Despite many obstacles and bureaucratic procedures presented by the Israeli authorities, Mercy Corps successfully delivered emergency relief food items to Gaza on Thursday.
The organization delivered a truckload of vegetable cooking oil, rice and canned tuna fish in sufficient quantities to feed 2,000 extremely vulnerable people for a week.
Mercy Corps spent the past 11 days working through Israeli red tape and protocols that seemed to change daily to secure the permission to deliver the truck today. The delivery was supposed to be made Wednesday, but at 2 a.m. the Mercy Corps team in Jerusalem received notice from the Israeli Defense Forces that the delivery was being postponed because it contained dates, which were not an essential food item. Today's delivery did not include dates.
The truck was repacked last night without the dates and with an extra three tons of rice. At dawn this morning, the truck and Mercy Corps monitors set out for the Kerem Shalom checkpoint.
The Mercy Corps vehicle joined a line of about 25 trucks waiting at the border. After about an hourlong wait, the Israeli customs officials inspected the delivery and paperwork and allowed the truck to proceed into the unloading area for all shipments.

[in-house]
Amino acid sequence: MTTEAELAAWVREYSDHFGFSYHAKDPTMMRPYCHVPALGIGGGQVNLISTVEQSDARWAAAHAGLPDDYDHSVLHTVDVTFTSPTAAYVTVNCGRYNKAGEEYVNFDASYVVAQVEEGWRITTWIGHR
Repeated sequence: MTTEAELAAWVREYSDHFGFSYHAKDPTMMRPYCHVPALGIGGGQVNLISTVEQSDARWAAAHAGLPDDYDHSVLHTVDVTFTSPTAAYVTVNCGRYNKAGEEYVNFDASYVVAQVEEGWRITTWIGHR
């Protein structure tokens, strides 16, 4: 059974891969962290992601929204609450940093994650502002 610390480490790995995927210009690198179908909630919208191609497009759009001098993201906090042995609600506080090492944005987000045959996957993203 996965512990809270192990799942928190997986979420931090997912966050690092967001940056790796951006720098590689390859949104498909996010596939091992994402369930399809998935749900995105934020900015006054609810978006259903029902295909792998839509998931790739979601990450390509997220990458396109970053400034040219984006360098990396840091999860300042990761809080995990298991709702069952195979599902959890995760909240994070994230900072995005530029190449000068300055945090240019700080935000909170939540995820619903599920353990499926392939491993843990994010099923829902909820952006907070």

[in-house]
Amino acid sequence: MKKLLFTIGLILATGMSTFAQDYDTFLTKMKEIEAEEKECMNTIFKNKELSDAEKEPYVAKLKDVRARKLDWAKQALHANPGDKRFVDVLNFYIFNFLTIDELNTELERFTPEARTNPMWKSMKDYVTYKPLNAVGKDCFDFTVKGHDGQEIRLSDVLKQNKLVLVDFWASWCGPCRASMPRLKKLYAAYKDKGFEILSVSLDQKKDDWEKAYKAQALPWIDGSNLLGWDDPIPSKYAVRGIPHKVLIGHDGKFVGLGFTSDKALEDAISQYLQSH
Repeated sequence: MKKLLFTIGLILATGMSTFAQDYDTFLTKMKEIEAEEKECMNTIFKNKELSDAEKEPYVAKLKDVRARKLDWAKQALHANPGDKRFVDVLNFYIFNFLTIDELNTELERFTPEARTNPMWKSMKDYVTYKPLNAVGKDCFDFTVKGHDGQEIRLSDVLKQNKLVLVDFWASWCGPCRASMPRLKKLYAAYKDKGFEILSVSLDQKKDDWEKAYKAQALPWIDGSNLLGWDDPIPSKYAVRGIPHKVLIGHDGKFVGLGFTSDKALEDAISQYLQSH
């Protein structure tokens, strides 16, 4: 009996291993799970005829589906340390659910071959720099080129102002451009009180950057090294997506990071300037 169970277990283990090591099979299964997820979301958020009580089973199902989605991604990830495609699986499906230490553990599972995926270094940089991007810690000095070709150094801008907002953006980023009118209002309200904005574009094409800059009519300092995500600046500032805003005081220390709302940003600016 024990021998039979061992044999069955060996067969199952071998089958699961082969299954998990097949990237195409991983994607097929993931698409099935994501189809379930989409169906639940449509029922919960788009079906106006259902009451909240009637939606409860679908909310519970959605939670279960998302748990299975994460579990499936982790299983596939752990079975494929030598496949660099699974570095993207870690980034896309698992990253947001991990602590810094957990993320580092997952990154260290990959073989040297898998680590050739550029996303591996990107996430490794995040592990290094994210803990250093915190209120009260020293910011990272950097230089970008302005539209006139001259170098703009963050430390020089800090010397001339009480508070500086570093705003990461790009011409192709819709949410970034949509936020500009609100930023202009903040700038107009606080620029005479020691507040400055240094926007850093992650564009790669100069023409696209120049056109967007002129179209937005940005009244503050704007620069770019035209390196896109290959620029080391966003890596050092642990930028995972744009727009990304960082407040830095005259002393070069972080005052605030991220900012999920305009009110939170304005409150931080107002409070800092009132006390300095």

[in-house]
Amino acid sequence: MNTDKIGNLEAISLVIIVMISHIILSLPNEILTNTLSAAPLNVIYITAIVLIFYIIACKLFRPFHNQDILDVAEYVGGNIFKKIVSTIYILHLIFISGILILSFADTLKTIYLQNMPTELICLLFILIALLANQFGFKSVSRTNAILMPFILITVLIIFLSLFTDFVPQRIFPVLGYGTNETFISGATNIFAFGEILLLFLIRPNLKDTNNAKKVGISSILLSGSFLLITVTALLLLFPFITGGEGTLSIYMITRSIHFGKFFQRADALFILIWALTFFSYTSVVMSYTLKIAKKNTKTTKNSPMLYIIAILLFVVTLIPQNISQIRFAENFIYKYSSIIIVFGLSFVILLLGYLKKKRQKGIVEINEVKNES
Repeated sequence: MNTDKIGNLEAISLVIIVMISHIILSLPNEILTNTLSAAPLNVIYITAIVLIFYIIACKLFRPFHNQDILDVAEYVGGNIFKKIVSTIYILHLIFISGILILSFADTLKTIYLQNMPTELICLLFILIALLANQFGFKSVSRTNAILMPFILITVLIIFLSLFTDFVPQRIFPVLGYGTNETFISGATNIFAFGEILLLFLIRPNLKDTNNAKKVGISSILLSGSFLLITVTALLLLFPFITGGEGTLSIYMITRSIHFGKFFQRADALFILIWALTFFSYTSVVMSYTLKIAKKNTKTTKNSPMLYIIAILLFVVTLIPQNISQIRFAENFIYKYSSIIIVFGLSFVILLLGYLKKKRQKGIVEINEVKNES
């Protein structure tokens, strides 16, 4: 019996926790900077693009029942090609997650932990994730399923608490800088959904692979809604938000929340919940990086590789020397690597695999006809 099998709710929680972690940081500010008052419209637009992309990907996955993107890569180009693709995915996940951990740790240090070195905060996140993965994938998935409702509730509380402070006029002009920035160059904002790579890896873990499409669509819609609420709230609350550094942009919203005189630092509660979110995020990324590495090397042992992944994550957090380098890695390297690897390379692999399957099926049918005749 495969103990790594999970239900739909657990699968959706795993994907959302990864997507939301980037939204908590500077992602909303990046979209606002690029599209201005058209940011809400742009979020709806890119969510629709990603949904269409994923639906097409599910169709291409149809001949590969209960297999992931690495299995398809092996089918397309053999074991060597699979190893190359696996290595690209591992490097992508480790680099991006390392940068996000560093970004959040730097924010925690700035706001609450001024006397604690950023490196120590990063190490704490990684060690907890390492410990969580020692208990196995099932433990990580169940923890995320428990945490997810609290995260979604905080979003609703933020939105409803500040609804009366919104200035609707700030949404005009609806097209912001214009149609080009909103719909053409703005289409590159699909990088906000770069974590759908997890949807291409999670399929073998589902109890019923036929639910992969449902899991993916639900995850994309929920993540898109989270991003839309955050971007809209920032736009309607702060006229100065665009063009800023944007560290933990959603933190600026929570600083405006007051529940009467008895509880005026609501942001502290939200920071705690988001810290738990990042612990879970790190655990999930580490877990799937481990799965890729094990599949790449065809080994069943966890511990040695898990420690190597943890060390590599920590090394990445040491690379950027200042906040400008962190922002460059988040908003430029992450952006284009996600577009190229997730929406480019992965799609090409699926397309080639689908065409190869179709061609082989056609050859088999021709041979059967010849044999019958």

The vehicle was admitted to the unloading compound with several other aid trucks — all from various UN branches. The pallets were unloaded by forklift.
After all the items were removed from the truck and placed on the pavement of the compound, the security check began. Sniffing dogs were released to check the material. Next, a border control worker probed and stabbed every package with a long metal rod to check if anything might be hidden inside.
After the checks were completed, all the Israeli workers and other observers and monitors were told to exit back to the Israel side of the border. Once the compound was empty of all people, the gates on the Israeli side were slammed shut.
Next, the gates on the Gaza side of the compound were opened, allowing the Palestinians to enter the compound and collect the delivery with their trucks. No trucks were allowed to drive from the Israeli side to the Gaza side. Everything was offloaded from the trucks on the Israel side and then reloaded onto different trucks on the Gaza side.
Israeli guards said that at no point in the process are Israelis and Palestinians from the Gaza side allowed to meet each other.
The number deliveries are still far short of what is needed to serve a population that increasingly relies on outside aid to survive. On Wednesday, only 36 humanitarian-aid trucks were allowed to make their deliveries. Compare that to 2007, when an average of 500 trucks entered daily.